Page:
A sermon, based on Mark 8.31-38, preached with the people of Epiphany Episcopal Church, Laurens, SC, on the 2nd Sunday in Lent, February 25, 2018
Jesus journeys to Jerusalem. His ministry of preaching and teaching and healing draws to a close. For the kingdom of God, its nearness in presence and power, that he has proclaimed in his words and has demonstrated in his deeds has been rejected by a growing, clamorous chorus of antagonists, including the religious leaders who perceive Jesus as a threat to the status quo of their privilege and prestige as God’s representatives. To go to Jerusalem is to cross the Rubicon, the line in the sand, the burning bridge. Whatever the fitting metaphor, Jesus steps beyond which there is no return; his final showdown with his adversaries, an unavoidable confrontation that he has to know may, will hasten his death.
At this crucial moment in his ministry, in his life, Jesus turns to his disciples, those he has called and taught and commissioned to bear his word and work in the world, asking, pleading, “Who do you say I am?” Peter answers, “You are the Messiah.”
Jesus breathes a sigh of relief. One. For he knows the popular opinion about the Messiah is illumined by the light of a triumphal vision of liberation from the oppressive Roman Empire and the restoration of Israel to her former glory during the reign of King David. Therefore, he must tell his disciples that he is a Messiah who will suffer and die and rise.
That last is lost on Peter and his fellow disciples who reject the possibility, let alone a prophecy that the Messiah could die. Yet Jesus, clear about his destination and committed to his God-given destiny, brooks no challenge; calling, condemning Peter with that dreadful, diabolical name that is below all names: Satan!
It gets worse! For as the Messiah, so the disciples, indeed, anyone in the crowd to whom Jesus speaks. All who dare follow him are called into a life of self-denying, cross-bearing, life-losing sacrifice.
In two millennia, the movement founded on Jesus’ ministry has become that institution called the Christian Church in all of its denominations and factions; many adorned with the trappings of worldly glory and operating with a mindset of earthly privilege and prestige. Thus, Jesus’ message, if rightly read, hasn’t gotten any easier to hear or to bear. As Peter and his companions didn’t like cross-bearing self-sacrifice, if we’re truthful, neither do we.
It’s no surprise, as we read on in Mark’s gospel, that Jesus repeated again and again his prophecy of his coming death and his proclamation of the necessity of service. And no surprise, his disciples did not (and did not desire to) understand.
This day, a question for us: Do we, will we understand, sacrificing our lives for the sake of Jesus and his gospel? In the concrete circumstances of our daily living our sacrifices will take varying and individual shapes and forms. Still, our Baptismal Covenant gives us fair and faithful guidance. Therefore, I ask, do we, will we proclaim by word and example the Good News of God in Christ, seek and serve Christ in all persons, love our neighbors as ourselves, strive for justice and peace among all people, and respect the dignity of every human being?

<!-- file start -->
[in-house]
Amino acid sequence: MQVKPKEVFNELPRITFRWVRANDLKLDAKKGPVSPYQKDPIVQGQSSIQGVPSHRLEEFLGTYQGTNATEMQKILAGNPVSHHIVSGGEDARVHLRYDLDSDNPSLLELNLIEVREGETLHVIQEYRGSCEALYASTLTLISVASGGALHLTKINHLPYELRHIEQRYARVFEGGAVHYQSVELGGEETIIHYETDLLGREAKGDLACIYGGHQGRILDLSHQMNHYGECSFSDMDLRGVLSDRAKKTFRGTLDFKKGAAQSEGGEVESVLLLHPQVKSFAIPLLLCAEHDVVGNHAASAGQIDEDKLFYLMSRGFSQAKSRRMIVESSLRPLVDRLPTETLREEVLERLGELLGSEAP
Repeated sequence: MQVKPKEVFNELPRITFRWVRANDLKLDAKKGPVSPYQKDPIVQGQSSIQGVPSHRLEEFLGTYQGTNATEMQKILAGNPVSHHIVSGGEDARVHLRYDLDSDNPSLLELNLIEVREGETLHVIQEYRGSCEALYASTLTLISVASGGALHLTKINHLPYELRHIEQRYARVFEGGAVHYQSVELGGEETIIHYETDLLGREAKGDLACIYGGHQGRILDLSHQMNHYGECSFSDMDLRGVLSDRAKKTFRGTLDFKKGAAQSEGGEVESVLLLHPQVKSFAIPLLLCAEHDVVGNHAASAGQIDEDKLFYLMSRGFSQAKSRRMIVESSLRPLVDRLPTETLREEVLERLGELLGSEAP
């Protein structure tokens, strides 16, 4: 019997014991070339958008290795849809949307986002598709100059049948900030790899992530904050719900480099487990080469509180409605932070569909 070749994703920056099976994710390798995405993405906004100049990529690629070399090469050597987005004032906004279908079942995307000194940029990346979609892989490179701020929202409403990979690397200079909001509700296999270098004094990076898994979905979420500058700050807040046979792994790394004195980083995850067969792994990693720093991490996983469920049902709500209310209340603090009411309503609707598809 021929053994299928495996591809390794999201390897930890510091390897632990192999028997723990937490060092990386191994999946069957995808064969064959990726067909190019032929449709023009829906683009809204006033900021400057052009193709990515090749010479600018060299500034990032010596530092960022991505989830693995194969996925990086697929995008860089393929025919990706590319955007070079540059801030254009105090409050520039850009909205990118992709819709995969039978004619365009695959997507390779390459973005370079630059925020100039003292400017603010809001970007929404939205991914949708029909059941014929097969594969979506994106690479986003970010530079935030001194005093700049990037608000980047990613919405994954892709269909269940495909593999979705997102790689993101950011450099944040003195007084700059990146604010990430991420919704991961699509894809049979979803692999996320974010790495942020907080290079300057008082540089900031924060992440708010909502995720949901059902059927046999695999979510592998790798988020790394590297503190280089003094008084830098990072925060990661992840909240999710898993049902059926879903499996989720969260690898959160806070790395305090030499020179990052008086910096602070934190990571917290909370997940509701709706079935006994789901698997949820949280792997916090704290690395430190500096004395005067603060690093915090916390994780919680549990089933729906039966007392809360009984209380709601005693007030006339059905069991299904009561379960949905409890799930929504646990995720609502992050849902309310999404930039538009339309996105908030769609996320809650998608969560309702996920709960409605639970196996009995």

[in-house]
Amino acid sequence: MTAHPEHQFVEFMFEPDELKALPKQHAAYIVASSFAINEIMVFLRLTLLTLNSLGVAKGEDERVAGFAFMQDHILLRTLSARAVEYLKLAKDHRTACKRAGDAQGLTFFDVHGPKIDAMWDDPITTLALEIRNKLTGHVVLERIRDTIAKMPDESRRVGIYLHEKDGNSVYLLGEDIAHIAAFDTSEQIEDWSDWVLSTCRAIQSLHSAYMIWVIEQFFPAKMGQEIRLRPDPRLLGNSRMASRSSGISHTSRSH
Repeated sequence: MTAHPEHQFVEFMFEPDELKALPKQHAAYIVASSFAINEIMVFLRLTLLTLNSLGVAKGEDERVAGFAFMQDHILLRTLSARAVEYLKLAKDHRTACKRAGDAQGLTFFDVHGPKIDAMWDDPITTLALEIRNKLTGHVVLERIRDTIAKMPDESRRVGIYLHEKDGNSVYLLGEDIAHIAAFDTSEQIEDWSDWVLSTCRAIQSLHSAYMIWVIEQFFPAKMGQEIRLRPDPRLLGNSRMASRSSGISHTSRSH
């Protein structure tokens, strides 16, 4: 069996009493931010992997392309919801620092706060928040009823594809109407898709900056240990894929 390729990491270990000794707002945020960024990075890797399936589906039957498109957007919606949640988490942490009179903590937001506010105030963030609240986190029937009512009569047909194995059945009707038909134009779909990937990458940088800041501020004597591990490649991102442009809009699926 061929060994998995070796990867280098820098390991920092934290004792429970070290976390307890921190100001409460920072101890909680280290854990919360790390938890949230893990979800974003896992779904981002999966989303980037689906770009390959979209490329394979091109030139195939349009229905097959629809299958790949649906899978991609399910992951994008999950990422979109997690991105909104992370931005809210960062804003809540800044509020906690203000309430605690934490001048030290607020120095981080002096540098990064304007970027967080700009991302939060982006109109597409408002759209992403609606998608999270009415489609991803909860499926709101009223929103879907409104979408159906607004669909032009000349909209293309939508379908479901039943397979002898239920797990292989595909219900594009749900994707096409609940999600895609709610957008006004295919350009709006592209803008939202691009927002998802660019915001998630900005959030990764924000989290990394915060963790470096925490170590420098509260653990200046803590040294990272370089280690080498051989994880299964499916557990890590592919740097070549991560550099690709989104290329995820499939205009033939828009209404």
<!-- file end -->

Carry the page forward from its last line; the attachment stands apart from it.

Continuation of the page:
When you and I answer, “Yes,” we declare that we are disciples of Jesus. For two millennia unto this day, it’s been that simple and that hard.
Illustration: Get Thee Behind Me, Satan (Rétire-toi, Satan) (1886-1896), James Tissot (1836-1902)
(1) Mark 8.27-30
(2) See Mark 9.31, 10.33-34
(3) See Mark 9.35-37, 10.42-45
(4) See Mark 9.32, 10.35-37
(5) The Baptismal Covenant, The Book of Common Prayer, page 305 (my emphases)
3 thoughts on “To Be a Disciple”
I never knew about this story! Great way to summarize it for us–even the footnotes! Really shows your integrity as a blogger to get the citations in.
Yep it’s that simple and that hard!! Being a disciple is so hard! What gets me is the word ALL…. it’s easy to be nice to people you love and who love you!! What’s much more difficult about being a disciple is being accepting of and loving to those with whom we disagree. Jesus died because some people didn’t like him and what he stood for so they killed him. So much has been made of late about what we are willing to give our lives for after several law enforcement folks in Florida didn’t run inside when they arrived at the high school as they heard the shooting going on inside. So many people have been critical of them, but asking what we are willing to die for is such a great question!!! None of us actually know how many (or if any) lives could have been saved if those officers had entered the school early on. I’ve often asked myself what I’m willing to die for, particularly after you began asking the question after your sabbatical. I believe most people would say their families…and friends and maybe even the cause they are most passionate about. My faith is very deep and I know I’m supposed to love everyone equally, but the crazier this world gets, the more difficult it becomes to do so. That said, I’m sure Jesus is aware we are trying our best to follow his lead! Love this sermon!!
Loretta, sometimes I think (and the more I consider it, the more I am convinced of its truth) that it is impossible for me to keep Jesus’ command to deny myself, take up my cross, and follow him (unless, of course, I modify what it means and how it looks to suit or to fit within my abilities!). In my failure, I am comforted in believing, in knowing of Jesus’ never-failing, unconditional love. In this, the words of that great hymn (one of my favorites) keep arising in my consciousness: “Just as I am without one plea…O Lamb of God, I come.”
In this trust, let us carry on!